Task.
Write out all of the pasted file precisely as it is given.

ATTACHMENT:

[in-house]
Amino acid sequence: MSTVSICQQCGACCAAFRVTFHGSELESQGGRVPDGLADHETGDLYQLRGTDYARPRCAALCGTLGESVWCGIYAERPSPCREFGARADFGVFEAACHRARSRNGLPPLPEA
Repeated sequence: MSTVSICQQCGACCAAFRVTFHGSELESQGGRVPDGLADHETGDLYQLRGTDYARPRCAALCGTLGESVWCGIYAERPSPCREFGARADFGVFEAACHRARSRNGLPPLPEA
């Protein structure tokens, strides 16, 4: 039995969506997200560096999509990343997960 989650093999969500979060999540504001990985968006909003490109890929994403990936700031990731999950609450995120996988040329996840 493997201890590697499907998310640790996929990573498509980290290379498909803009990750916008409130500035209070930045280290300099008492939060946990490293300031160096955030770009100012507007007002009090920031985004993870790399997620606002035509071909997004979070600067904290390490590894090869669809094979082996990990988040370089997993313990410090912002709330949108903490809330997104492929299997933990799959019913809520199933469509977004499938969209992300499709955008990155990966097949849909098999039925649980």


[in-house]
Amino acid sequence: MSTVSICQQCGACCAAFRVTFHGSELESQGGRVPDGLADHETGDLYQLRGTDYARPRCAALCGTLGESVWCGIYAERPSPCREFGARADFGVFEAACHRARSRNGLPPLPEA
Repeated sequence: MSTVSICQQCGACCAAFRVTFHGSELESQGGRVPDGLADHETGDLYQLRGTDYARPRCAALCGTLGESVWCGIYAERPSPCREFGARADFGVFEAACHRARSRNGLPPLPEA
């Protein structure tokens, strides 16, 4: 039995969506997200560096999509990343997960 989650093999969500979060999540504001990985968006909003490109890929994403990936700031990731999950609450995120996988040329996840 493997201890590697499907998310640790996929990573498509980290290379498909803009990750916008409130500035209070930045280290300099008492939060946990490293300031160096955030770009100012507007007002009090920031985004993870790399997620606002035509071909997004979070600067904290390490590894090869669809094979082996990990988040370089997993313990410090912002709330949108903490809330997104492929299997933990799959019913809520199933469509977004499938969209992300499709955008990155990966097949849909098999039925649980």